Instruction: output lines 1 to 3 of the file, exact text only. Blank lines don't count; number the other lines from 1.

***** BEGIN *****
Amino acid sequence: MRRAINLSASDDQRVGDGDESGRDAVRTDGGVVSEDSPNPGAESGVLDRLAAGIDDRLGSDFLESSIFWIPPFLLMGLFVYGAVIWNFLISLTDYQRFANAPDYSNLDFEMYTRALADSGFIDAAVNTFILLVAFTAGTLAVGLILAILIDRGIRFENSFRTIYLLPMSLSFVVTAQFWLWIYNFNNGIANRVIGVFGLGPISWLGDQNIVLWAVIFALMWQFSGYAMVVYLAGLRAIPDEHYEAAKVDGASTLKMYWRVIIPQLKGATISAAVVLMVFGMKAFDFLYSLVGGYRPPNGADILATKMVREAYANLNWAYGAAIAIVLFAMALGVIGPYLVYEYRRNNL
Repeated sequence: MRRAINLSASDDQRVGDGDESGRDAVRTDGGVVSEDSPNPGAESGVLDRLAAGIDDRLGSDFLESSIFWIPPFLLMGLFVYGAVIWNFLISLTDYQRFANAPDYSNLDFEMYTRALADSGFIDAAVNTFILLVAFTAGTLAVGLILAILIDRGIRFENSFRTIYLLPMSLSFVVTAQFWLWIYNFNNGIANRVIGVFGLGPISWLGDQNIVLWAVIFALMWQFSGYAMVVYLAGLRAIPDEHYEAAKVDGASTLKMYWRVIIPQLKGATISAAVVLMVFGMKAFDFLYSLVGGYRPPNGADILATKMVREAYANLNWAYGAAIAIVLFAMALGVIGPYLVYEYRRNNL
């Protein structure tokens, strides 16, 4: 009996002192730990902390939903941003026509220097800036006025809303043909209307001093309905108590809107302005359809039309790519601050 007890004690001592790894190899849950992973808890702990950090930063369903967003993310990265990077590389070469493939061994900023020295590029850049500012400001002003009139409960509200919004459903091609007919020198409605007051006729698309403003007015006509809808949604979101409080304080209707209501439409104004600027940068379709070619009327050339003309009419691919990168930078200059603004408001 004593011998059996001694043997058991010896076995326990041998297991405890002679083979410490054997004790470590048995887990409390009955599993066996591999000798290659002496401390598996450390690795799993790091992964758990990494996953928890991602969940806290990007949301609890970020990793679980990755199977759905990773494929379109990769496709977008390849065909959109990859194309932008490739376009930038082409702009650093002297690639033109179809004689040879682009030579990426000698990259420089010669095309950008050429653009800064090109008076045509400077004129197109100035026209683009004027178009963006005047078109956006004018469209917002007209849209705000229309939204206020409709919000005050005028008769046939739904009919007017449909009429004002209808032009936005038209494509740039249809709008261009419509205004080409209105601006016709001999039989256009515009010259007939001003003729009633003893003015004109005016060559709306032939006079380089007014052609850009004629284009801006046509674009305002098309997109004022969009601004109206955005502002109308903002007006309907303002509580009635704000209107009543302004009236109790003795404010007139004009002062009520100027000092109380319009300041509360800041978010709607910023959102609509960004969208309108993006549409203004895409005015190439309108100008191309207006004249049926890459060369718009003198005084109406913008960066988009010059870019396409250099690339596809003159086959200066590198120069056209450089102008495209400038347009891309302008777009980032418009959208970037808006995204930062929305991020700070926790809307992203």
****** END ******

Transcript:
Amino acid sequence: MRRAINLSASDDQRVGDGDESGRDAVRTDGGVVSEDSPNPGAESGVLDRLAAGIDDRLGSDFLESSIFWIPPFLLMGLFVYGAVIWNFLISLTDYQRFANAPDYSNLDFEMYTRALADSGFIDAAVNTFILLVAFTAGTLAVGLILAILIDRGIRFENSFRTIYLLPMSLSFVVTAQFWLWIYNFNNGIANRVIGVFGLGPISWLGDQNIVLWAVIFALMWQFSGYAMVVYLAGLRAIPDEHYEAAKVDGASTLKMYWRVIIPQLKGATISAAVVLMVFGMKAFDFLYSLVGGYRPPNGADILATKMVREAYANLNWAYGAAIAIVLFAMALGVIGPYLVYEYRRNNL
Repeated sequence: MRRAINLSASDDQRVGDGDESGRDAVRTDGGVVSEDSPNPGAESGVLDRLAAGIDDRLGSDFLESSIFWIPPFLLMGLFVYGAVIWNFLISLTDYQRFANAPDYSNLDFEMYTRALADSGFIDAAVNTFILLVAFTAGTLAVGLILAILIDRGIRFENSFRTIYLLPMSLSFVVTAQFWLWIYNFNNGIANRVIGVFGLGPISWLGDQNIVLWAVIFALMWQFSGYAMVVYLAGLRAIPDEHYEAAKVDGASTLKMYWRVIIPQLKGATISAAVVLMVFGMKAFDFLYSLVGGYRPPNGADILATKMVREAYANLNWAYGAAIAIVLFAMALGVIGPYLVYEYRRNNL
């Protein structure tokens, strides 16, 4: 009996002192730990902390939903941003026509220097800036006025809303043909209307001093309905108590809107302005359809039309790519601050 007890004690001592790894190899849950992973808890702990950090930063369903967003993310990265990077590389070469493939061994900023020295590029850049500012400001002003009139409960509200919004459903091609007919020198409605007051006729698309403003007015006509809808949604979101409080304080209707209501439409104004600027940068379709070619009327050339003309009419691919990168930078200059603004408001 004593011998059996001694043997058991010896076995326990041998297991405890002679083979410490054997004790470590048995887990409390009955599993066996591999000798290659002496401390598996450390690795799993790091992964758990990494996953928890991602969940806290990007949301609890970020990793679980990755199977759905990773494929379109990769496709977008390849065909959109990859194309932008490739376009930038082409702009650093002297690639033109179809004689040879682009030579990426000698990259420089010669095309950008050429653009800064090109008076045509400077004129197109100035026209683009004027178009963006005047078109956006004018469209917002007209849209705000229309939204206020409709919000005050005028008769046939739904009919007017449909009429004002209808032009936005038209494509740039249809709008261009419509205004080409209105601006016709001999039989256009515009010259007939001003003729009633003893003015004109005016060559709306032939006079380089007014052609850009004629284009801006046509674009305002098309997109004022969009601004109206955005502002109308903002007006309907303002509580009635704000209107009543302004009236109790003795404010007139004009002062009520100027000092109380319009300041509360800041978010709607910023959102609509960004969208309108993006549409203004895409005015190439309108100008191309207006004249049926890459060369718009003198005084109406913008960066988009010059870019396409250099690339596809003159086959200066590198120069056209450089102008495209400038347009891309302008777009980032418009959208970037808006995204930062929305991020700070926790809307992203």